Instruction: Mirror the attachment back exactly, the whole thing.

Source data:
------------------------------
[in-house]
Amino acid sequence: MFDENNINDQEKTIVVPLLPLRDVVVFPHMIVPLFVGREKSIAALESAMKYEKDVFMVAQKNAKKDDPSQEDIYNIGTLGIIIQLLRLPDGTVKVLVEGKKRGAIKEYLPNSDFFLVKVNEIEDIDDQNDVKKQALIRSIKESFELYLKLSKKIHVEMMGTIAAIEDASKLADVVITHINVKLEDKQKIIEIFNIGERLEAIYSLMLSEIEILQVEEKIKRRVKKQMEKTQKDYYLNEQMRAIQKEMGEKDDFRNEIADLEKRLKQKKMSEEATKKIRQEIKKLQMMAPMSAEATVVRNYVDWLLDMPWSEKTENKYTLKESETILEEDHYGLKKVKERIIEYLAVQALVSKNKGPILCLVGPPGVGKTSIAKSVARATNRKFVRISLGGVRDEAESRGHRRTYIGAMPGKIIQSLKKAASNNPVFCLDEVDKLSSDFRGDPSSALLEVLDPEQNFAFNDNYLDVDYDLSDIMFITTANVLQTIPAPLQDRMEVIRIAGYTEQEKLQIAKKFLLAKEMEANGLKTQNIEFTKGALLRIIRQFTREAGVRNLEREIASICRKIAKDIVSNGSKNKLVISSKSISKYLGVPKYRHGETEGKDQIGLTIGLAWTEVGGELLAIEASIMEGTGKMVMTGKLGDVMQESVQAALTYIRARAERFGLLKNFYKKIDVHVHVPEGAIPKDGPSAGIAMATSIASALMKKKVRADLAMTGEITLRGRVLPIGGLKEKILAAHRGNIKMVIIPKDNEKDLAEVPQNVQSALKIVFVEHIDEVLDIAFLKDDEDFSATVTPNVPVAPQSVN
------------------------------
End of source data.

[in-house]
Amino acid sequence: MFDENNINDQEKTIVVPLLPLRDVVVFPHMIVPLFVGREKSIAALESAMKYEKDVFMVAQKNAKKDDPSQEDIYNIGTLGIIIQLLRLPDGTVKVLVEGKKRGAIKEYLPNSDFFLVKVNEIEDIDDQNDVKKQALIRSIKESFELYLKLSKKIHVEMMGTIAAIEDASKLADVVITHINVKLEDKQKIIEIFNIGERLEAIYSLMLSEIEILQVEEKIKRRVKKQMEKTQKDYYLNEQMRAIQKEMGEKDDFRNEIADLEKRLKQKKMSEEATKKIRQEIKKLQMMAPMSAEATVVRNYVDWLLDMPWSEKTENKYTLKESETILEEDHYGLKKVKERIIEYLAVQALVSKNKGPILCLVGPPGVGKTSIAKSVARATNRKFVRISLGGVRDEAESRGHRRTYIGAMPGKIIQSLKKAASNNPVFCLDEVDKLSSDFRGDPSSALLEVLDPEQNFAFNDNYLDVDYDLSDIMFITTANVLQTIPAPLQDRMEVIRIAGYTEQEKLQIAKKFLLAKEMEANGLKTQNIEFTKGALLRIIRQFTREAGVRNLEREIASICRKIAKDIVSNGSKNKLVISSKSISKYLGVPKYRHGETEGKDQIGLTIGLAWTEVGGELLAIEASIMEGTGKMVMTGKLGDVMQESVQAALTYIRARAERFGLLKNFYKKIDVHVHVPEGAIPKDGPSAGIAMATSIASALMKKKVRADLAMTGEITLRGRVLPIGGLKEKILAAHRGNIKMVIIPKDNEKDLAEVPQNVQSALKIVFVEHIDEVLDIAFLKDDEDFSATVTPNVPVAPQSVN